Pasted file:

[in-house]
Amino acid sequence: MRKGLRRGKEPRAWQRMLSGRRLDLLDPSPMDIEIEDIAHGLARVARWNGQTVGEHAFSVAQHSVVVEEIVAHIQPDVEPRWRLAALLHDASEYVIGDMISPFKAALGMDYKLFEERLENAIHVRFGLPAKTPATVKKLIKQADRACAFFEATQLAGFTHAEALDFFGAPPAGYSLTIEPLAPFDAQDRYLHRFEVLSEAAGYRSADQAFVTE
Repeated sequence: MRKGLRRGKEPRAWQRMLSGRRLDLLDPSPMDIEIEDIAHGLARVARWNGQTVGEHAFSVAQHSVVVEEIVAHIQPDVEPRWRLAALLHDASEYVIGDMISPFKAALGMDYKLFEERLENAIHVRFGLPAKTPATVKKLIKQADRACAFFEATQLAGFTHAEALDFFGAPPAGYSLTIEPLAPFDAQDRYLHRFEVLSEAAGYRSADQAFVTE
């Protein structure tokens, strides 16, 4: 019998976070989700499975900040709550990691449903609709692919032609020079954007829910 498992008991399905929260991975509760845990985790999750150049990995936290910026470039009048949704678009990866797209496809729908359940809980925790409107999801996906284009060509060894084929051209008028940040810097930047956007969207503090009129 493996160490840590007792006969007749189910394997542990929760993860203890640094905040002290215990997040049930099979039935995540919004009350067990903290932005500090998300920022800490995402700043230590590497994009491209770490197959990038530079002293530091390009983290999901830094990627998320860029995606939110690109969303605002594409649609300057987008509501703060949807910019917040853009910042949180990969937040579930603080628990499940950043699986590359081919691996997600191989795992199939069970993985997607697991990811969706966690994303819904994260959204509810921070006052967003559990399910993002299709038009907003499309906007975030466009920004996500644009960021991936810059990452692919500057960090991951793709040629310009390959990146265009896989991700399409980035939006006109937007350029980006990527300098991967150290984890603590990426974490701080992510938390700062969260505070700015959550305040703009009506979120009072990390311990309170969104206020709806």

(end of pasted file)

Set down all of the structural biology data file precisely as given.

[in-house]
Amino acid sequence: MRKGLRRGKEPRAWQRMLSGRRLDLLDPSPMDIEIEDIAHGLARVARWNGQTVGEHAFSVAQHSVVVEEIVAHIQPDVEPRWRLAALLHDASEYVIGDMISPFKAALGMDYKLFEERLENAIHVRFGLPAKTPATVKKLIKQADRACAFFEATQLAGFTHAEALDFFGAPPAGYSLTIEPLAPFDAQDRYLHRFEVLSEAAGYRSADQAFVTE
Repeated sequence: MRKGLRRGKEPRAWQRMLSGRRLDLLDPSPMDIEIEDIAHGLARVARWNGQTVGEHAFSVAQHSVVVEEIVAHIQPDVEPRWRLAALLHDASEYVIGDMISPFKAALGMDYKLFEERLENAIHVRFGLPAKTPATVKKLIKQADRACAFFEATQLAGFTHAEALDFFGAPPAGYSLTIEPLAPFDAQDRYLHRFEVLSEAAGYRSADQAFVTE
């Protein structure tokens, strides 16, 4: 019998976070989700499975900040709550990691449903609709692919032609020079954007829910 498992008991399905929260991975509760845990985790999750150049990995936290910026470039009048949704678009990866797209496809729908359940809980925790409107999801996906284009060509060894084929051209008028940040810097930047956007969207503090009129 493996160490840590007792006969007749189910394997542990929760993860203890640094905040002290215990997040049930099979039935995540919004009350067990903290932005500090998300920022800490995402700043230590590497994009491209770490197959990038530079002293530091390009983290999901830094990627998320860029995606939110690109969303605002594409649609300057987008509501703060949807910019917040853009910042949180990969937040579930603080628990499940950043699986590359081919691996997600191989795992199939069970993985997607697991990811969706966690994303819904994260959204509810921070006052967003559990399910993002299709038009907003499309906007975030466009920004996500644009960021991936810059990452692919500057960090991951793709040629310009390959990146265009896989991700399409980035939006006109937007350029980006990527300098991967150290984890603590990426974490701080992510938390700062969260505070700015959550305040703009009506979120009072990390311990309170969104206020709806």